BG: It’s just finding their niche of value. I’ll use iContact as an example of my most recent company where I was building an agile team, and part of that was evangelizing testing—the test role. We had different types of testers. We had some testers who were developers in sheep’s clothing; we had a few Java developers who wanted to test and they had twenty years of experience. They were incredibly seasoned developers who were great testers. We had some middle of the road testers who had solid technology chops in our systems and environments with SQL and database skills, networking skills, performance skills, but they couldn’t write code. And then we had a set of folks who I would call good functional, incredibly solid professional testers, but they weren’t comfortable writing scripts. So we had a spectrum. It was about finding the niche in what all of those folks could do.
So the functional testers could have an impact by evangelizing and really leading their teams with exploratory testing. The scripters—and I’m not trying to stereotype these folks—found their niche and were supplementing some of the automation code. There are some tools now that actually enabled them to “write automation.” The middle-tier tools like FitNesse and Cucumber allow non-programmers to “automate.” So it really empowered them. For the developers who were testers, they could now start writing user tests and middle-tier tests.
I think the art is empowering them in their niche. Giving them opportunities, but also connecting them to the customer. All of those testers had the responsibility to solve the right problems; To refine the requirements and user stories and to make sure we were getting acceptance. We had them move to the front of the line instead of being at the back of the line having code thrown in their lap and being gatekeepers. They’re sort of still doing a little bit of that, but they’re really trying to move to the front of the line and make sure they’re solving problems. I don’t think there’s anything more cool, from a tester’s point of view, than working with customers. I don’t know if it gets any better than that. I think what motivates them is being apart of that empowerment.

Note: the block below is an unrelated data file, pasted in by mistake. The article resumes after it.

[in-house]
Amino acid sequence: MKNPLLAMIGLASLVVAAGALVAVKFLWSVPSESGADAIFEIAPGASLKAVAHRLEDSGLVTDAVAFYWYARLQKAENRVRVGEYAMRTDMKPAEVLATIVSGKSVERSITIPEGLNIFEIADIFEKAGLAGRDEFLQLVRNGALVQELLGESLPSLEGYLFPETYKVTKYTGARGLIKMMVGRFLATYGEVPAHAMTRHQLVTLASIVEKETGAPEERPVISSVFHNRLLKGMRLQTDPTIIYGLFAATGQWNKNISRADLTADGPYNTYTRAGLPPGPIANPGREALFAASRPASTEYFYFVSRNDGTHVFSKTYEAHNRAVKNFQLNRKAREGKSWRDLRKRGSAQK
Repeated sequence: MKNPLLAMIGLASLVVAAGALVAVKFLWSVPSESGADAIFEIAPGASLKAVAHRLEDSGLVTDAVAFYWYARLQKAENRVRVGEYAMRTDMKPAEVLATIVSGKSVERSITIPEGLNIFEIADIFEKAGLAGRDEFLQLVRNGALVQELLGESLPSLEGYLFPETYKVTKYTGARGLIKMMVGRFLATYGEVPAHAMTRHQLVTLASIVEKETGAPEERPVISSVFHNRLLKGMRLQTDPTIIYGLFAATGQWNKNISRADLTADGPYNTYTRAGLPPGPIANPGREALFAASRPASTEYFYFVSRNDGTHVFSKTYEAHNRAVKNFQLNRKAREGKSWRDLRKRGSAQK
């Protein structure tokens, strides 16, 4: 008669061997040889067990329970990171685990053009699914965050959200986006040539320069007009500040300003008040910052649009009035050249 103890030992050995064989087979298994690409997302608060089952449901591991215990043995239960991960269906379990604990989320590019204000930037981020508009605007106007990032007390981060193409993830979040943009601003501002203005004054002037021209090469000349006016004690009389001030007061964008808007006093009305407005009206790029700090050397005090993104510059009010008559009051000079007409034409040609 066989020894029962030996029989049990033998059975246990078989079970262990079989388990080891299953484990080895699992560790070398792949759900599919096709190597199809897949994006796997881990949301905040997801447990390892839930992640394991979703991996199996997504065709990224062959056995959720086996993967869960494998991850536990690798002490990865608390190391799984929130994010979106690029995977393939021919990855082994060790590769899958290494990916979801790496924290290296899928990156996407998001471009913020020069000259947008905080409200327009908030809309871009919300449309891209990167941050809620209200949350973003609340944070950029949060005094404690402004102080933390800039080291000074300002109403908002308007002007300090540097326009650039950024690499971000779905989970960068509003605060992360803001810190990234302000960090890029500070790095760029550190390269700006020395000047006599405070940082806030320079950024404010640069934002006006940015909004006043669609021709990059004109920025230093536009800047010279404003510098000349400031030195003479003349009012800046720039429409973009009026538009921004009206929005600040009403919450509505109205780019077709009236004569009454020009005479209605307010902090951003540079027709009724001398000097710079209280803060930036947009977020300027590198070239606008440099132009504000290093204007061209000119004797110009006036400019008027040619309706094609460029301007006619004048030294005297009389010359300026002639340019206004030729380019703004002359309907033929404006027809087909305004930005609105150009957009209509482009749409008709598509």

One of the neat things we did at iContact is that we ran very empowered sprint reviews. I don’t know if you’re familiar with the notion of the sprint review, but it’s the ceremony at the end of the sprint where the team gets up and they show off what they did. And we had a whole team do that. Our testers had a stage every two weeks and everyone in the entire team would say, “All right, show me what you’ve done.” We would not just show features, but we would be showing tests and bugs we found, what activity we would be building into automation, and what performance testing we did. It sort of level set all of the activities across the team. I should stop calling them “testers” versus “developers.” It sort of leveled everything and they became contributors.
JV: What do you look for in a strong candidate for a tester in an agile project?
BG: I think I sort of gave you the answer. I don’t think there’s a stereotype. I think it’s someone who has some strength, either strong professional chops or strong exploratory testing chops, or the ability to interface really well. Maybe someone who has some business analysis in their background and understands requirements analysis and then can translate that into a test case. Or a programmer who has gotten tired of programming. I think it’s an elective mix. I think the common ground is just being engaged and not being complacent. Not waiting around and saying, “Here, just give it to me.” Not waiting for 100 percent requirements to be defined and handed to you. Not waiting for your test plant to be 100 percent defined. You need to really get in the game with the customer. You need to be engaged, inquisitive, thick-skinned, and relentless. I think the soft skills are more important to testers in agile environments than the hard skills are, and I think that’s true of the team in general.